Gulf Shore Cottage 17 x 24 Watercolor & pastel on Canson Bristol Paper
In between all the hubbub of Christmas festivities, Art Openings, Family time, food preparation and tree/presents trimming, I’ve been thinking about how to organize my studio, my studio time, and my goals for 2011. I’m thinning the supplies I have, and sorting things based on frequency of use; if I grab it daily, it goes in the storage at arm’s reach. If I only use it every 3 weeks, it goes in the garage. If I haven’t used it in two years, it gets donated, etc. I’ll be hanging a mirror in the studio so I can look over my shoulder to get distance and a reverse view of work on my easel. And I’ll be hanging some of my favorite artists’ work on the walls around me for inspiration, and reminders about values, edges, color harmonies, composition and mark making. Most of this will have to wait till after the weekend, but it’s been great to make a list and start planning.
As a little gifty to me, I’ll have this whole week coming up – the rest of 2010 – to experiment with whatever I want to do in the studio. The deal is this: Nothing will be for sale. Nothing I make will be for a show or an exhibit. Nothing painted or drawn will be for anything other than play-time, testing paper, materials, styles, approaches, techniques, being loose or tight or sideways or backwards. It’s a play-date with my art supplies, with no expectation of production. And, as a little gifty to you, if something produced next week comes out looking half way decent – even though there are *no expectations* to make anything even remotely close to nifty – I’m thinking it might be kinda cool to give it away on my blog to kick off the new year. If everything I make next week comes out looking like the bottom of a pond in late August, I’ll have to pull something from my archives as a give away. We’ll just have to see…. 🙂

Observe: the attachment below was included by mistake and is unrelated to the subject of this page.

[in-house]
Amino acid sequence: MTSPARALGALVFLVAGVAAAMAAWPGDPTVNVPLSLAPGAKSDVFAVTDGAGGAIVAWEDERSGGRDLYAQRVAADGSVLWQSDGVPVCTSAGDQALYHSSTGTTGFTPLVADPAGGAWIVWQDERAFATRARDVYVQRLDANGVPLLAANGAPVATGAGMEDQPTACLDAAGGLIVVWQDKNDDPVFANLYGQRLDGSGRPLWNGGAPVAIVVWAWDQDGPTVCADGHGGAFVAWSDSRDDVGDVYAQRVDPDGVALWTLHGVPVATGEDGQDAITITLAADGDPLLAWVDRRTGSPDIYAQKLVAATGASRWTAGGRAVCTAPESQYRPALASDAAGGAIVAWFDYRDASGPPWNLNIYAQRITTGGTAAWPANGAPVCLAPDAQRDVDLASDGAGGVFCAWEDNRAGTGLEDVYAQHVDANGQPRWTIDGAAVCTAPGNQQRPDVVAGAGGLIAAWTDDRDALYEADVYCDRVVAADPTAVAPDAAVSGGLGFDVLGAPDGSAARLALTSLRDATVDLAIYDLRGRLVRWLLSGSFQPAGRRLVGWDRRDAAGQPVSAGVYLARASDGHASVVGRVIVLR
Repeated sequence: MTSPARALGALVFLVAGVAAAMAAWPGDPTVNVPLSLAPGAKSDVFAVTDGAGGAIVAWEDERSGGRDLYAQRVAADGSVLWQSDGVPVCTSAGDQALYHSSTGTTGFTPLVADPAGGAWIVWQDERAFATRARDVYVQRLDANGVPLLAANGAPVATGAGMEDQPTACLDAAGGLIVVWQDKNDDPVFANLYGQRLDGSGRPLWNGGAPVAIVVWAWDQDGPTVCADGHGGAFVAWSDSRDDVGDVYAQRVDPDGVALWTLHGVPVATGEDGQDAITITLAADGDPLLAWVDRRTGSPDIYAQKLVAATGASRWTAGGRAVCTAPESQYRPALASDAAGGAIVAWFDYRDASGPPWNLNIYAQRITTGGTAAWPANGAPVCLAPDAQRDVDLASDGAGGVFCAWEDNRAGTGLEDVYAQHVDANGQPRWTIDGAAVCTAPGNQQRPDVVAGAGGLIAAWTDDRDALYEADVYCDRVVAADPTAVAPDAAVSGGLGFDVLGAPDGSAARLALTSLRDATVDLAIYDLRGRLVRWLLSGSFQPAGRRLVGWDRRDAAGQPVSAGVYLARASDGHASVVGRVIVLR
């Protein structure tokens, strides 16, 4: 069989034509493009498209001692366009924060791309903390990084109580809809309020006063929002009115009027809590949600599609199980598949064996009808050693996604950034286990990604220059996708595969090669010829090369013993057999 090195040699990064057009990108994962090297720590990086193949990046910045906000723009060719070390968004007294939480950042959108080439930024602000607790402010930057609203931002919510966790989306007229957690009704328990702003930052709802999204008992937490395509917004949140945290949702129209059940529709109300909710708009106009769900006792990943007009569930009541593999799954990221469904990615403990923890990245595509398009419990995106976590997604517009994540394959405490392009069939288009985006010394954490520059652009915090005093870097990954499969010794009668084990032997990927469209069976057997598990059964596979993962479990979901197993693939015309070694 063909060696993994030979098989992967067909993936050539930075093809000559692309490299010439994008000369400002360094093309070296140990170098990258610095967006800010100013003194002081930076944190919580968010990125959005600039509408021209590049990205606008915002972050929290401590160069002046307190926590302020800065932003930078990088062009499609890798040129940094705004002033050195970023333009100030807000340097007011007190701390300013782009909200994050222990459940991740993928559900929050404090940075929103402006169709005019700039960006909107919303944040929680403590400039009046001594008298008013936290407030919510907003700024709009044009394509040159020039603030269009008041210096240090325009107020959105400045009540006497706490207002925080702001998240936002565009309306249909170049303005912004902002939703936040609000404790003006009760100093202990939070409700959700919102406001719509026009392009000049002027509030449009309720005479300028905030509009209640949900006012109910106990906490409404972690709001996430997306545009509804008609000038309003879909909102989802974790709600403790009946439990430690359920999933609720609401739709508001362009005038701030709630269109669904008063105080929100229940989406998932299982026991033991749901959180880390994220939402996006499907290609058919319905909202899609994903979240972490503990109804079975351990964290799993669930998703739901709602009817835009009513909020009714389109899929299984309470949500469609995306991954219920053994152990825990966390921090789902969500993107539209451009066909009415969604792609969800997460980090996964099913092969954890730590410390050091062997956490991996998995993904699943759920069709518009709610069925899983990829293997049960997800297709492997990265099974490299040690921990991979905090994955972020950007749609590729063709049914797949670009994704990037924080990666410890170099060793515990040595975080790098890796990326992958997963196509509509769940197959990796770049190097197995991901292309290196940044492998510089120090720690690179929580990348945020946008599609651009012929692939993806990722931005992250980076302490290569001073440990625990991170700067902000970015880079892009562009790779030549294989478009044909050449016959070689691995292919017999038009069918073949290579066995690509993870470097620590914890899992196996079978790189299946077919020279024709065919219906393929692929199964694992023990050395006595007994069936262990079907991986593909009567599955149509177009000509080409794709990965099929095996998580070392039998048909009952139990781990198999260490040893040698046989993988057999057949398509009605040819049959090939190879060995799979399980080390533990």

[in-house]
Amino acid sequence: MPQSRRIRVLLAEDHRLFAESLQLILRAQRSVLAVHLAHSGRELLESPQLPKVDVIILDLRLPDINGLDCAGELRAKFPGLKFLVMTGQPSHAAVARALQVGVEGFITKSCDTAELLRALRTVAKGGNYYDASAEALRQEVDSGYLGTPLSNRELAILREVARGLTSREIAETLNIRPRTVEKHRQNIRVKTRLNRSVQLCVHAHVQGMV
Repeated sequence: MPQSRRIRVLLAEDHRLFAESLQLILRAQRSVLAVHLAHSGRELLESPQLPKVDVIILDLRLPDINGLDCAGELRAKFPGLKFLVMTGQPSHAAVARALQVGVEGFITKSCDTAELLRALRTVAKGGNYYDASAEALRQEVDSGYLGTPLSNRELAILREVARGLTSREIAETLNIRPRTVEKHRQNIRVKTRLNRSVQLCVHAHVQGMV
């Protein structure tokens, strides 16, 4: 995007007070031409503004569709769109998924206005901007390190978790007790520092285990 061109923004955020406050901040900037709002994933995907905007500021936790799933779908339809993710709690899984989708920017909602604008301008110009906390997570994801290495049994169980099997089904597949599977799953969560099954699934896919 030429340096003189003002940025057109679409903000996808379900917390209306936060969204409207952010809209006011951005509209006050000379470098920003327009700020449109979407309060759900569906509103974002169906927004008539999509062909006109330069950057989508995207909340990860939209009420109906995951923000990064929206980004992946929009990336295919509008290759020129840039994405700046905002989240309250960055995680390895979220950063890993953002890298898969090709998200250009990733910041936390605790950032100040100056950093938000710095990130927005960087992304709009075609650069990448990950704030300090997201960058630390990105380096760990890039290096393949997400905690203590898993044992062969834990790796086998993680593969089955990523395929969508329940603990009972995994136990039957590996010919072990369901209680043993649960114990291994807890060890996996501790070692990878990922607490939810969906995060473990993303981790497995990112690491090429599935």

The executive committee of a nameless assoc of artists whose pictures were rejected by the American Society of Painters & Watercolorists have decided to open a rival exhibit in the American Art Gallery. Rejections from the Watercolorists exhibit numbered at least 1000 & include many well known exhibitors. The committee wishes to be understood that they entertain no animosity towards the association. NYTimes 1882